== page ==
Counting Clouds

Counting Clouds

 

During the second year of my fine art degree I fell in love with the weather! By this I don't mean I loved sunbathing or jumping in puddles, instead I loved the idea of man made weather effects.

I found the ephemeral nature of the weather so romantic, I loved the idea of recreating weather simulations for display in a white cube space. I began really focusing on something so beautiful that we see everyday yet never take the time to properly look at! The idea that most intrigued me was that it can never actually be done (not properly).

Obviously one can not use the word Weather and Art in the same sentence without mentioning the legend that is Olafur Eliasson!

For those of you who aren't familiar with his work he is the amazing artist who basically put the Sun in the Tate Modern!

installation view olafur eliasson the weather project

Olafur Eliasson ‘The Weather Project. Turbine Hall, 16th October 2003- 21st March 2004.
He did several other weather related installations however this one is the one he is most known for!
Personally my favourite Eliasson installation is actually a rainbow piece called Beauty, but I will get to that later.

Another artist that greatly inspired my work during this time was Marielle Neudecker. Neudecker creates truly romantic three dimensional dioramas that are utterly magical and mysterious.

They are described as theatres of unconsciousness and they are full to the brim with submerged worlds that are surprisingly proportioned to the work of Friedrichs romanticism paintings.

neudecker ship

I love Marielle Neudecker’s tank work because not only are they beautiful but she effortlessly pulls off an incredible illusion with each and every one of these small worlds.
These sealed tanks of magic are in fact only the size of an average fish tank. Yet when closely observed they don't feel like small tanks at all and instead these miniature miracles make the viewer feel like they have been confronted with entire realms!

I became fascinated in the romantic element between ephemeral man made clouds and the artistic displacement of glass vitrines. I am aware these are slightly odd things to put together but I loved the idea of displaying something so ephemeral in glass.

I use Vitrines or tanks because they create a three dimensional window to an alien landscape, this enables the viewer to be less aware of their own size in relation to the sculpture.
“it is used like a tool which intends to detach the entity under inspection from the outside world and governing laws and as such it abides by the rules of artist displacement”
Anna Walton Artist Video

One of my favourite weather sculptures that married both simulated weather and glass tanks was a piece called every cloud.

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Every Cloud. Mixed Media: Glass, Nitrous oxide capsules, water vapour, light.
‘The experience I want the viewer to have when looking at my work is one that absorbs them and perhaps causes a moment of daydream and escapism, much like one gets from staring out a window on a rainy afternoon’ Anna Walton (Taken from Second Year Artist Video)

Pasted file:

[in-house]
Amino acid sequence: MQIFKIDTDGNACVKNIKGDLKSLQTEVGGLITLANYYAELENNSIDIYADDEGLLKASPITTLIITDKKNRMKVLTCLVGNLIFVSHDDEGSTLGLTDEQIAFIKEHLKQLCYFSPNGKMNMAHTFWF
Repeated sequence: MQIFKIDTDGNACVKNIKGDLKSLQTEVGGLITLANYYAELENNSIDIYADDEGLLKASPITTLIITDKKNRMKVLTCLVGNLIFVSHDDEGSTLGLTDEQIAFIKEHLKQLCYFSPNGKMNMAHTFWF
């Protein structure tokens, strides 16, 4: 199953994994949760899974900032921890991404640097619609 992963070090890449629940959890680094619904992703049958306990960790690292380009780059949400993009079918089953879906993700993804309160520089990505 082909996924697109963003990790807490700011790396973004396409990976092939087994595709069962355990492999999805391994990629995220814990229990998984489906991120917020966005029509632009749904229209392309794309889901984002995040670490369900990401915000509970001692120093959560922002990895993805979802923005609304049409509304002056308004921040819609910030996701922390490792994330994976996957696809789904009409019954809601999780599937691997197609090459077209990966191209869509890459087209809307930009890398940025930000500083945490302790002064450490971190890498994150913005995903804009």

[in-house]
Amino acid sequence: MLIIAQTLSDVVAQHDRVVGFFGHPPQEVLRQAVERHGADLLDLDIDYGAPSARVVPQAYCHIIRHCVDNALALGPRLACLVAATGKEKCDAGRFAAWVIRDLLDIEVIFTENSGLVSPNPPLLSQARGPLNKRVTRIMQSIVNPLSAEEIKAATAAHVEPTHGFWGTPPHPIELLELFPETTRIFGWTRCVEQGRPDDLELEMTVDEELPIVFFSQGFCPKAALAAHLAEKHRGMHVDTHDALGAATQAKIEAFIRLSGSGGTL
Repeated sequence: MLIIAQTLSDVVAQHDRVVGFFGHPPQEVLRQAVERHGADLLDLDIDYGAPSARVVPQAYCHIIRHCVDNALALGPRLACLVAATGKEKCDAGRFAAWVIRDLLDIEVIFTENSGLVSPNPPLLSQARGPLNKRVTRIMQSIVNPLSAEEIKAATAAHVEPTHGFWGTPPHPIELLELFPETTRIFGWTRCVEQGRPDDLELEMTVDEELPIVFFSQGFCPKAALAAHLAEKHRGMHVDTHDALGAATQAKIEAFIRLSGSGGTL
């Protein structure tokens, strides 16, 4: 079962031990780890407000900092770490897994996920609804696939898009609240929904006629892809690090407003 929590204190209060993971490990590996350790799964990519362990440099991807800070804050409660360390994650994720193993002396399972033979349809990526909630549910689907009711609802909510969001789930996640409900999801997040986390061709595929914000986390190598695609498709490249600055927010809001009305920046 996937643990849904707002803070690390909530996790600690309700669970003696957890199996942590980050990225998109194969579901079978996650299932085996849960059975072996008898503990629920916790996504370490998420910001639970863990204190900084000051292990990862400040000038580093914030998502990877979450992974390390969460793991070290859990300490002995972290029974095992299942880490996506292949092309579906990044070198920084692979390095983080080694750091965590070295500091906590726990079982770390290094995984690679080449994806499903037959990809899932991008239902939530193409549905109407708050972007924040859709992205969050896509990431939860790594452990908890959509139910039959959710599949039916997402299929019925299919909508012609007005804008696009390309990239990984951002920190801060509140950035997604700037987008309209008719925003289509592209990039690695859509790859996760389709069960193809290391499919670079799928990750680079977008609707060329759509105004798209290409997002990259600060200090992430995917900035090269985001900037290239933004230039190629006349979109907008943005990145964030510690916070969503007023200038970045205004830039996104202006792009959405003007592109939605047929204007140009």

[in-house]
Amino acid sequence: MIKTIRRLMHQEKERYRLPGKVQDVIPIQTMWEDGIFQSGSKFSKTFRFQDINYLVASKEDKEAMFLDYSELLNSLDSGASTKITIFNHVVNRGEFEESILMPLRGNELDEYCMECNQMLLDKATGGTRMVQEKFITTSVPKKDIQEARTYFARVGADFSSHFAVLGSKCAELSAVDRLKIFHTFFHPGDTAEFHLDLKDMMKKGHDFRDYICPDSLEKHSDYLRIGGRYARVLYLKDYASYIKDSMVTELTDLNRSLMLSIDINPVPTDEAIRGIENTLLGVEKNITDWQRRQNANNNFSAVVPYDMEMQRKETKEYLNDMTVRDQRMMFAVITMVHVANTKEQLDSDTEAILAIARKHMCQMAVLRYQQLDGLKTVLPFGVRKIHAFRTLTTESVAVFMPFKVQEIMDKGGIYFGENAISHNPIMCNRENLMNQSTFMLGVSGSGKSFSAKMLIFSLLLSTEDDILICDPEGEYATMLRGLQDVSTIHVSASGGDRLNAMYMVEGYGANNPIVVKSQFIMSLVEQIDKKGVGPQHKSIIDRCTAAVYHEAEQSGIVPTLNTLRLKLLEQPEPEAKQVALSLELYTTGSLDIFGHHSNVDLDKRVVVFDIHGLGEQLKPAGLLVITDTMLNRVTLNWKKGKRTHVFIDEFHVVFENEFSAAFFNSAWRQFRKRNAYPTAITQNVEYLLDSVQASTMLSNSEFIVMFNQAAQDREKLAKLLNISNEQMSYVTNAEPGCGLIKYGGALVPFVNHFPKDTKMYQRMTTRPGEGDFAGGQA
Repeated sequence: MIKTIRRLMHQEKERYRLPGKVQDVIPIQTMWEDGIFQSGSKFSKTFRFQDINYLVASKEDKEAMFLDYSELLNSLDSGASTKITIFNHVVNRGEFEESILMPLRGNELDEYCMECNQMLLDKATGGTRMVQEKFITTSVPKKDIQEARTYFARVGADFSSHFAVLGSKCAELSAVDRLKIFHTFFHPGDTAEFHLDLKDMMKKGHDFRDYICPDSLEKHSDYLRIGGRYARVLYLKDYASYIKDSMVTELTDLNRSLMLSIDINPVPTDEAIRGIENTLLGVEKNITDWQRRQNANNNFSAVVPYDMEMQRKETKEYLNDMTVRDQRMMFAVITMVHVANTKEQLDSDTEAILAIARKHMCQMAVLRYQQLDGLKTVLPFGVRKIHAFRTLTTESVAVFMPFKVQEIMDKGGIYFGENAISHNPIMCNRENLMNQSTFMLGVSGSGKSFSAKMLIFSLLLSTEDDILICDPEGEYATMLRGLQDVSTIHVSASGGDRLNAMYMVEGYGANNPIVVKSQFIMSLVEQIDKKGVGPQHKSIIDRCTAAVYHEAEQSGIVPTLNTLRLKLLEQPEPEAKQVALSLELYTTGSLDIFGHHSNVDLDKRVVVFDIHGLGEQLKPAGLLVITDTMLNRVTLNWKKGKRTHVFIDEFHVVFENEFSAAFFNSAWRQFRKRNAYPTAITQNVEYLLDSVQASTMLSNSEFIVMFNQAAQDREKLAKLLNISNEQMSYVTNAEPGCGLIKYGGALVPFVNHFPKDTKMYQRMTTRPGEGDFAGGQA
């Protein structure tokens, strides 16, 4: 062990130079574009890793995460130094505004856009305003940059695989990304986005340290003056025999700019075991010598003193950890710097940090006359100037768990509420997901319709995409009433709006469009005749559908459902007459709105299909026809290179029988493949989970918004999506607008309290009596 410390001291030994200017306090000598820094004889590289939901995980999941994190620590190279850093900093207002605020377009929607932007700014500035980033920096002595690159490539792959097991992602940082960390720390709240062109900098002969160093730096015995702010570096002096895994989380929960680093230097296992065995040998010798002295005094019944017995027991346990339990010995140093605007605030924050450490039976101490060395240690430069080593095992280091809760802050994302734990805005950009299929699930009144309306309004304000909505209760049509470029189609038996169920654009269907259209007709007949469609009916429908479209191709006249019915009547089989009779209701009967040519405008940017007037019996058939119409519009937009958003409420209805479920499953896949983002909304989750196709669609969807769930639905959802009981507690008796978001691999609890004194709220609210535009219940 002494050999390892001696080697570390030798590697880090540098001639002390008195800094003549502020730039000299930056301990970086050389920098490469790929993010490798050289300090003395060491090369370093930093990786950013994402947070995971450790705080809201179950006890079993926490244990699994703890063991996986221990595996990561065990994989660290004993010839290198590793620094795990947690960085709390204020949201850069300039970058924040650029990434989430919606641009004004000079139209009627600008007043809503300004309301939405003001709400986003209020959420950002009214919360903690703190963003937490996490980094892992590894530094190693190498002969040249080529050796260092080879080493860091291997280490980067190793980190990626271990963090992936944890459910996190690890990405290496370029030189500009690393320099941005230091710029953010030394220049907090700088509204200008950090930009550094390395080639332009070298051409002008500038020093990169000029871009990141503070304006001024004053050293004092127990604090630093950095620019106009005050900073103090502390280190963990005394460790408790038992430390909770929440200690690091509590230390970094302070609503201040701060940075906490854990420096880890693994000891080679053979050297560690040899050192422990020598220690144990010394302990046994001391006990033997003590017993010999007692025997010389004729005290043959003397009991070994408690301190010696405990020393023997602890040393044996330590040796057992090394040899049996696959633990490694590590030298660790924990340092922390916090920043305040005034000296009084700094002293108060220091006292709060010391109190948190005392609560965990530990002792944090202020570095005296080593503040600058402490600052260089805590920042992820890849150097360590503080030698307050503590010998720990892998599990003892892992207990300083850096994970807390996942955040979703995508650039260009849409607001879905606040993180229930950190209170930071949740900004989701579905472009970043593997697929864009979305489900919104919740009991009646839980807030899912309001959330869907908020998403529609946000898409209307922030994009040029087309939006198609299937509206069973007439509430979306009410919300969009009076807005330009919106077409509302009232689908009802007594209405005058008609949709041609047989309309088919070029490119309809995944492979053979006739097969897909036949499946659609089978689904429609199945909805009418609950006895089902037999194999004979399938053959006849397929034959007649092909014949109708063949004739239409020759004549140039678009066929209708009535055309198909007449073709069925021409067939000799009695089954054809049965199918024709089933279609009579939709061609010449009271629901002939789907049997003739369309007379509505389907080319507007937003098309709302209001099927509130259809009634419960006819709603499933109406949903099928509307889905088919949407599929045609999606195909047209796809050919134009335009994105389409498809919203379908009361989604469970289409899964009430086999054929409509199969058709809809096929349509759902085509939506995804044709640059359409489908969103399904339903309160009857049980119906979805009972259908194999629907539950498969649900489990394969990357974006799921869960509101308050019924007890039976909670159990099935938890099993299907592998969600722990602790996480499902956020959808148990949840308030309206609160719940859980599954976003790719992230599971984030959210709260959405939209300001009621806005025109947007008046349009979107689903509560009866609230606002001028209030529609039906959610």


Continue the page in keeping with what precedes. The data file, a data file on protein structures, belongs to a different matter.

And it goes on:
Chasing rainbows!


During my third year I became fascinated with rainbows. Rainbows are beautiful however there is so much more to them than the aesthetics. I started making and documenting rainbows using the sunlight. I created a portable machine using a small pump, a nozzle and some plastic tubes that I could just turn on and it would produce a continuous supply of water vapour, I called it my ‘Portable Rainbow Maker’.

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Here is a picture of it in action

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As long as the sun was shining I could make rainbows wherever I went.
The only downfall was that I couldn't make them inside or in the dark, I decided I wanted to make rainbows in my room so I turned to Beauty!
I love Beauty! Beauty is a rainbow, well it was actually a piece made by Olafur Eliasson. As I mentioned earlier it is actually my favourite Ellison installation.

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Olafur Eliasson, Beauty, 1993. Spotlight, water, nozzles and hose, dimensions variable.
With Beauty, Eliasson created a rainbow using light and water vapour. When the viewer entered the room they saw a unique rainbow and as our eyes are not all located in the same place there was never a rainbow that was the same by definition. This meant that this artwork was really individual for every viewer and that the way the viewer engaged with the piece had a huge impact in the experience that they took from it.

I started trying to source ways of making an indoor rainbow installation, my aim was to combine a rainbow installation with a glass tank and essentially trap a rainbow inside a huge glass box!

I started playing around with polychromatic light sources. I raided scrap heaps and collected car headlights and car batteries. At one point I blacked out my room and hung car headlights from the ceiling which I wired to a car battery, I used pumps and nozzles to experiment making rainbows in my room, but I will elaborate on that another time! I had passed counting clouds and I had now began chasing rainbows!

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I think the simplest way to explain what fascinated me so much about man made weather effects were that realistically it is one of the only things that we truly can not accomplish. Man made nature is really a double negative and the impossible practicality of it is the part that intrigues me the most!

This is a quote written by yours truly that was used as the ending to my Second year artist Video. (I was talking about my rainbow in a box)
“I hope that it shows how mankind works and struggles to try and achieve perfection and even though perfection is unobtainable- humans will always try to obtain it!” Anna Walton

 

Written by : Anna